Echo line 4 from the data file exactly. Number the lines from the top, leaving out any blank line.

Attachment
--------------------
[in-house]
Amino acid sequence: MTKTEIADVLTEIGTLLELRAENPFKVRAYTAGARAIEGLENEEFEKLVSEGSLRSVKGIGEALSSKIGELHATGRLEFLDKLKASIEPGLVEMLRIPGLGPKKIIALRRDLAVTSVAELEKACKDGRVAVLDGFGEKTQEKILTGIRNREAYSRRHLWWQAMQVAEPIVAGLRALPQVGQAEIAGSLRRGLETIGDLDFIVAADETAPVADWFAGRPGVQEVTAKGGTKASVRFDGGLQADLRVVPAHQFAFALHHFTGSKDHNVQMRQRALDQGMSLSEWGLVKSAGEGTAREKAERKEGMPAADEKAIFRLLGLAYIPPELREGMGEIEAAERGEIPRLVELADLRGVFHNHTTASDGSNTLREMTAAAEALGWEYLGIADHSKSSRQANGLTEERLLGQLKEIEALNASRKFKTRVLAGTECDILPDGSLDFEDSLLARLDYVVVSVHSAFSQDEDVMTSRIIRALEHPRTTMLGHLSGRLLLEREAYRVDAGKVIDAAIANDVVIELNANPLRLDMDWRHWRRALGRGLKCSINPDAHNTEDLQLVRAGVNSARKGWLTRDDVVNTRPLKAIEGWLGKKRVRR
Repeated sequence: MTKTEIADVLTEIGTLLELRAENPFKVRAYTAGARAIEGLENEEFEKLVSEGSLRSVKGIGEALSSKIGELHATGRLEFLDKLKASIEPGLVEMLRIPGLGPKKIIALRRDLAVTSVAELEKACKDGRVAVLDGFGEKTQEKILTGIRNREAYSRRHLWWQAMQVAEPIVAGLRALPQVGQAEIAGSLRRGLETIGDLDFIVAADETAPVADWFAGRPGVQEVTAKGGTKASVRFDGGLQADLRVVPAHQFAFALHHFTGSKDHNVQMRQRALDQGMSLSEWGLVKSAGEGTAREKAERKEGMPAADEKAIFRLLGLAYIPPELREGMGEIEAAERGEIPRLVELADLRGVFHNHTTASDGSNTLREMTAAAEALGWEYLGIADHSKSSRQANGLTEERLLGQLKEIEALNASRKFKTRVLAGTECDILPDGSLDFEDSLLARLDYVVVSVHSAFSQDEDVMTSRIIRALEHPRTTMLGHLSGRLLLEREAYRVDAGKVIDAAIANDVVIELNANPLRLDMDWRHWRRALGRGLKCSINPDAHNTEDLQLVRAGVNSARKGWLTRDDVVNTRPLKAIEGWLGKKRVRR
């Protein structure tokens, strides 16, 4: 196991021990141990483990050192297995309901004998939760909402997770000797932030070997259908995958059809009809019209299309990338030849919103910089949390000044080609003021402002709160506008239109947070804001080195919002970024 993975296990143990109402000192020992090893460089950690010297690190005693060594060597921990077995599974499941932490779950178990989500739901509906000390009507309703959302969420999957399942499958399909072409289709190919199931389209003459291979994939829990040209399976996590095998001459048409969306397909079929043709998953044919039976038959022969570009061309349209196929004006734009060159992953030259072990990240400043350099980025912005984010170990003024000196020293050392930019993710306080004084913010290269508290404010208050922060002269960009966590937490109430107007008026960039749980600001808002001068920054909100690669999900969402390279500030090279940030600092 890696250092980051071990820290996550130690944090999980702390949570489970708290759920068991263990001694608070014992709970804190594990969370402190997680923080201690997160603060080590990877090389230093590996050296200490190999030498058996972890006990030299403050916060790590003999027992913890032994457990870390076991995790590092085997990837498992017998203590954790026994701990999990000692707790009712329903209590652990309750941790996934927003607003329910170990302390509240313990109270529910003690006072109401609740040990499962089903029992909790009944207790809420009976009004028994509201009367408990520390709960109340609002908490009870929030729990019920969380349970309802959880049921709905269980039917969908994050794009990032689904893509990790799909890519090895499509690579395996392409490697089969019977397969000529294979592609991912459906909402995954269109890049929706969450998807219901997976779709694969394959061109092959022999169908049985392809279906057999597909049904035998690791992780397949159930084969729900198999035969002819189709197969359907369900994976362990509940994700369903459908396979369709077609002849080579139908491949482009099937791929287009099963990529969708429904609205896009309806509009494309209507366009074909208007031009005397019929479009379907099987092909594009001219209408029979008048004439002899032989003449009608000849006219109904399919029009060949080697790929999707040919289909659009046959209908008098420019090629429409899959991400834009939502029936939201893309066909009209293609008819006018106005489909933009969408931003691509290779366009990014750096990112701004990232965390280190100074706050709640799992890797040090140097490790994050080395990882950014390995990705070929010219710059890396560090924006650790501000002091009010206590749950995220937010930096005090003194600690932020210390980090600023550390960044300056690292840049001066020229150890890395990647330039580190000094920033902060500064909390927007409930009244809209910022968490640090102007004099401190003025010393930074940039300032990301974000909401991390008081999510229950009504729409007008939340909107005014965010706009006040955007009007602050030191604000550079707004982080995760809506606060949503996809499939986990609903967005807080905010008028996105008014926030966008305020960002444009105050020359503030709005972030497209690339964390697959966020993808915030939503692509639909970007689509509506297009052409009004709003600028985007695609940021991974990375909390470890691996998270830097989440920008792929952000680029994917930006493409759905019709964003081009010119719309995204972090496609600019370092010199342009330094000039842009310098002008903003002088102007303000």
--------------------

């Protein structure tokens, strides 16, 4: 196991021990141990483990050192297995309901004998939760909402997770000797932030070997259908995958059809009809019209299309990338030849919103910089949390000044080609003021402002709160506008239109947070804001080195919002970024 993975296990143990109402000192020992090893460089950690010297690190005693060594060597921990077995599974499941932490779950178990989500739901509906000390009507309703959302969420999957399942499958399909072409289709190919199931389209003459291979994939829990040209399976996590095998001459048409969306397909079929043709998953044919039976038959022969570009061309349209196929004006734009060159992953030259072990990240400043350099980025912005984010170990003024000196020293050392930019993710306080004084913010290269508290404010208050922060002269960009966590937490109430107007008026960039749980600001808002001068920054909100690669999900969402390279500030090279940030600092 890696250092980051071990820290996550130690944090999980702390949570489970708290759920068991263990001694608070014992709970804190594990969370402190997680923080201690997160603060080590990877090389230093590996050296200490190999030498058996972890006990030299403050916060790590003999027992913890032994457990870390076991995790590092085997990837498992017998203590954790026994701990999990000692707790009712329903209590652990309750941790996934927003607003329910170990302390509240313990109270529910003690006072109401609740040990499962089903029992909790009944207790809420009976009004028994509201009367408990520390709960109340609002908490009870929030729990019920969380349970309802959880049921709905269980039917969908994050794009990032689904893509990790799909890519090895499509690579395996392409490697089969019977397969000529294979592609991912459906909402995954269109890049929706969450998807219901997976779709694969394959061109092959022999169908049985392809279906057999597909049904035998690791992780397949159930084969729900198999035969002819189709197969359907369900994976362990509940994700369903459908396979369709077609002849080579139908491949482009099937791929287009099963990529969708429904609205896009309806509009494309209507366009074909208007031009005397019929479009379907099987092909594009001219209408029979008048004439002899032989003449009608000849006219109904399919029009060949080697790929999707040919289909659009046959209908008098420019090629429409899959991400834009939502029936939201893309066909009209293609008819006018106005489909933009969408931003691509290779366009990014750096990112701004990232965390280190100074706050709640799992890797040090140097490790994050080395990882950014390995990705070929010219710059890396560090924006650790501000002091009010206590749950995220937010930096005090003194600690932020210390980090600023550390960044300056690292840049001066020229150890890395990647330039580190000094920033902060500064909390927007409930009244809209910022968490640090102007004099401190003025010393930074940039300032990301974000909401991390008081999510229950009504729409007008939340909107005014965010706009006040955007009007602050030191604000550079707004982080995760809506606060949503996809499939986990609903967005807080905010008028996105008014926030966008305020960002444009105050020359503030709005972030497209690339964390697959966020993808915030939503692509639909970007689509509506297009052409009004709003600028985007695609940021991974990375909390470890691996998270830097989440920008792929952000680029994917930006493409759905019709964003081009010119719309995204972090496609600019370092010199342009330094000039842009310098002008903003002088102007303000």